— Heidi Sfiligoj, News Staff
NASW has filed a friend-of-the-court brief in a case before the North Carolina Court of Appeals addressing a custody dispute between a same-sex couple.
In the case Boseman v. Jarrell, Melissa Jarrell has requested that the court void a final adoption order to which she agreed over three years ago and, therefore, destroy the parent-child status between the child and his second parent, Julia Boseman. In the brief, NASW argues that North Carolina law and public policy bar this from happening and asks the court to respect the 2005 final adoption order.
NASW supports the lower court's ruling that it is in the best interest of the child that both Boseman and Jarrell continue to be recognized as the legal parents.
In supporting the lower court's decision, NASW makes the following arguments:
- Social science research confirms that, where the parent is fit, the attachment relationship between children and their non-biological gay and lesbian parents should be protected and maintained.
- Numerous courts have accepted the social science research in recognizing that it is in the child's best interest to respect a child's adoption by a second parent.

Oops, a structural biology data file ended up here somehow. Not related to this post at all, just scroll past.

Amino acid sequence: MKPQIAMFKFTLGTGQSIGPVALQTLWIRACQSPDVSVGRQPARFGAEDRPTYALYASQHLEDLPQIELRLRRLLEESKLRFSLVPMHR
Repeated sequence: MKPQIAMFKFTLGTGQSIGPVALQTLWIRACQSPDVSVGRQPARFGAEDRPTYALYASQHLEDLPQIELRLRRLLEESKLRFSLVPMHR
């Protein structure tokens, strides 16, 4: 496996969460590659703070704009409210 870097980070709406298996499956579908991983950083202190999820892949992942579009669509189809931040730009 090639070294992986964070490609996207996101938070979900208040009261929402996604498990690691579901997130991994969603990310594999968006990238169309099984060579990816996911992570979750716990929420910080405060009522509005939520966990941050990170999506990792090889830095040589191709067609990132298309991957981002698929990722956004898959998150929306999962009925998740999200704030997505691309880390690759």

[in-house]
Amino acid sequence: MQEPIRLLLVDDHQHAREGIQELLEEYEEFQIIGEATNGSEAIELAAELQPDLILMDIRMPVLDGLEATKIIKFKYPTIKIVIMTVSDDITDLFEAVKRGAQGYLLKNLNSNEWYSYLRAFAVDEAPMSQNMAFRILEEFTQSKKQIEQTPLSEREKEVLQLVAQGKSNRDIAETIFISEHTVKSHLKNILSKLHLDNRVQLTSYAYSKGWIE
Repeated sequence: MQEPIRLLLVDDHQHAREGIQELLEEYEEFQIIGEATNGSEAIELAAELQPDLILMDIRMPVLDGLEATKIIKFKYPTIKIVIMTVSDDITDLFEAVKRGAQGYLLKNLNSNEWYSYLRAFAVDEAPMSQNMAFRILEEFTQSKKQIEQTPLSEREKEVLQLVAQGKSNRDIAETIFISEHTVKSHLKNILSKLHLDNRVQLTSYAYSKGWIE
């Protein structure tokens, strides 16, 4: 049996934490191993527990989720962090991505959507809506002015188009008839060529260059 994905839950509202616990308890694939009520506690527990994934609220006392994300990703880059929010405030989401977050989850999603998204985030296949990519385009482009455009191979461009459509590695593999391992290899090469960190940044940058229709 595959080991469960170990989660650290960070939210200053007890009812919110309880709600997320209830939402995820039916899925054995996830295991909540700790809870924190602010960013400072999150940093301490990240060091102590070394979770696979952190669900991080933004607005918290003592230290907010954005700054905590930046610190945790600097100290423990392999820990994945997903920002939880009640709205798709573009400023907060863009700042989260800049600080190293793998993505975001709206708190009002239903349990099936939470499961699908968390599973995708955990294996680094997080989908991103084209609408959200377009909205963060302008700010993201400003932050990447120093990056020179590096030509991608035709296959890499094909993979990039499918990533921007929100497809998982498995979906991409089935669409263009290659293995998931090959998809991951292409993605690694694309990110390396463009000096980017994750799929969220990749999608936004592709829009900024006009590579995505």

The brief highlights research on the critical nature of parent-child attachment for healthy child development, regardless of a biological or legal connection between the parent and child, or the parents' sexual orientation.
"For the reasons above, the lower court's orders respecting the finality of the adoption order and granting joint custody of the child to appellant and appellee should be affirmed," the brief concludes.
NASW was joined in its brief by the association's North Carolina Chapter; the North Carolina Association of Women Attorneys, a professional group that aims to promote and protect the rights of women under the law; and the North Carolina Foster and Adoptive Parent Association, a volunteer association that supports foster and adoptive parents in the state.
The brief was filed through the pro bono services of attorney Ellen W. Gerber.
Get more information from the Amicus Brief Database.